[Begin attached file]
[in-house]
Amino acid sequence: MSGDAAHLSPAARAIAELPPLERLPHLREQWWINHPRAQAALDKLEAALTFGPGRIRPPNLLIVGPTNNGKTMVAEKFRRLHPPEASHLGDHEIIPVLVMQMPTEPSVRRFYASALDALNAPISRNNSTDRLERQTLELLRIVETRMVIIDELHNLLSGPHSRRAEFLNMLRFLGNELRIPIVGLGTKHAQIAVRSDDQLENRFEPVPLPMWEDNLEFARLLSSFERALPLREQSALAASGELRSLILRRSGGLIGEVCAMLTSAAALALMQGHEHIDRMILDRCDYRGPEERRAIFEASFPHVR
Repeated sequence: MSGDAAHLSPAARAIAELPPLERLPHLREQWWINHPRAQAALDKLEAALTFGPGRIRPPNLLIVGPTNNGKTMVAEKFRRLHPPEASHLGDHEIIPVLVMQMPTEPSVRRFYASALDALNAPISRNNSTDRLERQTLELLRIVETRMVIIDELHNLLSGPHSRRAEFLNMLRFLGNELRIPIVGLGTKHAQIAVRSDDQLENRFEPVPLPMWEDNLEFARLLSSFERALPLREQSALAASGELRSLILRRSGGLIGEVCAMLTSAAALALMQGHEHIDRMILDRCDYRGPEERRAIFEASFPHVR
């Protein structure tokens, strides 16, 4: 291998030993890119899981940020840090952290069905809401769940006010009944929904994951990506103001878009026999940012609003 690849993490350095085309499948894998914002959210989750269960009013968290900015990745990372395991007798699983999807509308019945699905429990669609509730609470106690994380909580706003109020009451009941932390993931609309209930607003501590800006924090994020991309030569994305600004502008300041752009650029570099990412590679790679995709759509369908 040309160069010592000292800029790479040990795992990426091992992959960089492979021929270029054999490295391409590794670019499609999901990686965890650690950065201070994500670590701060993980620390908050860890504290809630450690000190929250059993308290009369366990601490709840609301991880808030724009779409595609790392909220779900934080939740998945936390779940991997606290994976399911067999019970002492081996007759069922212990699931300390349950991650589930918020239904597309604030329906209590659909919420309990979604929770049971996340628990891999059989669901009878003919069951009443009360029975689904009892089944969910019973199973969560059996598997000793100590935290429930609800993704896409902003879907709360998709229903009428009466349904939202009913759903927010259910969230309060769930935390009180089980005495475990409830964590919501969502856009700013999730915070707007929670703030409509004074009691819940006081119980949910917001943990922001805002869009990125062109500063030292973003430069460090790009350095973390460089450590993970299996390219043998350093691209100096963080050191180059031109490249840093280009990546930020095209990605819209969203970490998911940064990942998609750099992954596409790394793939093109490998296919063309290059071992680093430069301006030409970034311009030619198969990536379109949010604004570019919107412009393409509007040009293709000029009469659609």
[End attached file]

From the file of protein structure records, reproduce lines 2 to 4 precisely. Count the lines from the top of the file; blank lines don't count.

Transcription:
Amino acid sequence: MSGDAAHLSPAARAIAELPPLERLPHLREQWWINHPRAQAALDKLEAALTFGPGRIRPPNLLIVGPTNNGKTMVAEKFRRLHPPEASHLGDHEIIPVLVMQMPTEPSVRRFYASALDALNAPISRNNSTDRLERQTLELLRIVETRMVIIDELHNLLSGPHSRRAEFLNMLRFLGNELRIPIVGLGTKHAQIAVRSDDQLENRFEPVPLPMWEDNLEFARLLSSFERALPLREQSALAASGELRSLILRRSGGLIGEVCAMLTSAAALALMQGHEHIDRMILDRCDYRGPEERRAIFEASFPHVR
Repeated sequence: MSGDAAHLSPAARAIAELPPLERLPHLREQWWINHPRAQAALDKLEAALTFGPGRIRPPNLLIVGPTNNGKTMVAEKFRRLHPPEASHLGDHEIIPVLVMQMPTEPSVRRFYASALDALNAPISRNNSTDRLERQTLELLRIVETRMVIIDELHNLLSGPHSRRAEFLNMLRFLGNELRIPIVGLGTKHAQIAVRSDDQLENRFEPVPLPMWEDNLEFARLLSSFERALPLREQSALAASGELRSLILRRSGGLIGEVCAMLTSAAALALMQGHEHIDRMILDRCDYRGPEERRAIFEASFPHVR
């Protein structure tokens, strides 16, 4: 291998030993890119899981940020840090952290069905809401769940006010009944929904994951990506103001878009026999940012609003 690849993490350095085309499948894998914002959210989750269960009013968290900015990745990372395991007798699983999807509308019945699905429990669609509730609470106690994380909580706003109020009451009941932390993931609309209930607003501590800006924090994020991309030569994305600004502008300041752009650029570099990412590679790679995709759509369908 040309160069010592000292800029790479040990795992990426091992992959960089492979021929270029054999490295391409590794670019499609999901990686965890650690950065201070994500670590701060993980620390908050860890504290809630450690000190929250059993308290009369366990601490709840609301991880808030724009779409595609790392909220779900934080939740998945936390779940991997606290994976399911067999019970002492081996007759069922212990699931300390349950991650589930918020239904597309604030329906209590659909919420309990979604929770049971996340628990891999059989669901009878003919069951009443009360029975689904009892089944969910019973199973969560059996598997000793100590935290429930609800993704896409902003879907709360998709229903009428009466349904939202009913759903927010259910969230309060769930935390009180089980005495475990409830964590919501969502856009700013999730915070707007929670703030409509004074009691819940006081119980949910917001943990922001805002869009990125062109500063030292973003430069460090790009350095973390460089450590993970299996390219043998350093691209100096963080050191180059031109490249840093280009990546930020095209990605819209969203970490998911940064990942998609750099992954596409790394793939093109490998296919063309290059071992680093430069301006030409970034311009030619198969990536379109949010604004570019919107412009393409509007040009293709000029009469659609």